Collagen thickness was measured by taking the average thickness of the bottom edge of the basement membrane to the upper edge of the subcutaneous fat tissue are marked in green by masson's trichrome staining. Results 5 field of view with a magnification of 100x in print on A4 paper with a size of 100%, and its thickness is measured using a ruler in centimeters (cm) on each field of view. Measurements were performed by 3 assessors.

The density of collagen fibers was performed using a light microscope with a magnification of 400x. Each sample rated by 3 assessors. To assess the density of collagen fibers used criteria:

(-) Or 0: do not look the collagen fibers

(+) Or 1: collagen fibers look very thin or slightly

(++) Or 2: the collagen fibers spread very thin or slightly

(+++) Or 3: Collagen fibers being spread

(++++) Or 4: Collagen fibers spread solid.

The data obtained were analysed through the Statistical Product And Service Solutions (SPSS). The analysis is comparing the scores density and thickness of collagen in all four groups. The statistical test used was Kruskal-Wallis. Significant test results if the test p-value <0.05. If the above test is significant, advanced test (post-hoc test) to assess which groups are different. Post-hoc test method used is the Bonferroni method.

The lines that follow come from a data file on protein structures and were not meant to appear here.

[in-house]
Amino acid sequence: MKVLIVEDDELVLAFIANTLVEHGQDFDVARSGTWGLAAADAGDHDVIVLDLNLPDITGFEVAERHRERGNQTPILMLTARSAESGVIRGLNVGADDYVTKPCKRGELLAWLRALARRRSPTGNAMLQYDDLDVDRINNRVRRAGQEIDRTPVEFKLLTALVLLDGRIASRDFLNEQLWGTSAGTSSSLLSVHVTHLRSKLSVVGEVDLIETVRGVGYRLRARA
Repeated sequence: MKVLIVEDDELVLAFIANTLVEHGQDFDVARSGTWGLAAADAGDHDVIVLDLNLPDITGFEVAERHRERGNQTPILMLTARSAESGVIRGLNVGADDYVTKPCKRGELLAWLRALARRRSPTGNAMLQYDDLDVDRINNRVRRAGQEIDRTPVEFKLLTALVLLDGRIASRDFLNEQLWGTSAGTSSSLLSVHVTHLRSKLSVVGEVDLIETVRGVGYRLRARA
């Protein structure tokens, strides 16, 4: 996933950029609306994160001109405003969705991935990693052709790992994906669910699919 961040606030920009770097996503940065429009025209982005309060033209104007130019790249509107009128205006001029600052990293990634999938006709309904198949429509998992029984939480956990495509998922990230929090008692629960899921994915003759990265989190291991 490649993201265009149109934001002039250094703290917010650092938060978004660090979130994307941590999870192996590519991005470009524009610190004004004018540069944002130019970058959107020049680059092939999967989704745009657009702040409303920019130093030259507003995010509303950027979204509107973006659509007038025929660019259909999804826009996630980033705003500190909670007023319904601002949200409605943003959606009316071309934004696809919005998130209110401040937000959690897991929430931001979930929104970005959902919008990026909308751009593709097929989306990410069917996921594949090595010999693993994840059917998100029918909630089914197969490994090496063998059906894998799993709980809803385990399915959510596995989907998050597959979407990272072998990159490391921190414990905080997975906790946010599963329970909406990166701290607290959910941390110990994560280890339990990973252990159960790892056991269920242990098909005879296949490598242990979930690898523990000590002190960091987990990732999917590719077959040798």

3. Result

3.1. Collagen Thickness

There are significant differences in the thickness of the collagen in the sample group (p <0.001) (Table 1 & Figure 1)

Table 1. Comparison of Collagen Thickness (n = 24).

Group Minimum Maximum Mean Median SD p
Normal 6,00 9,73 6,97 6,53 1,41 0,000
UVB 3,00 4,67 3,78 3,67 0,80
Etanol 2,63 4,50 3,33 3,05 0,77
Manggis 5,27 8,87 6,77 6,68 1,30

Kruskal-Wallis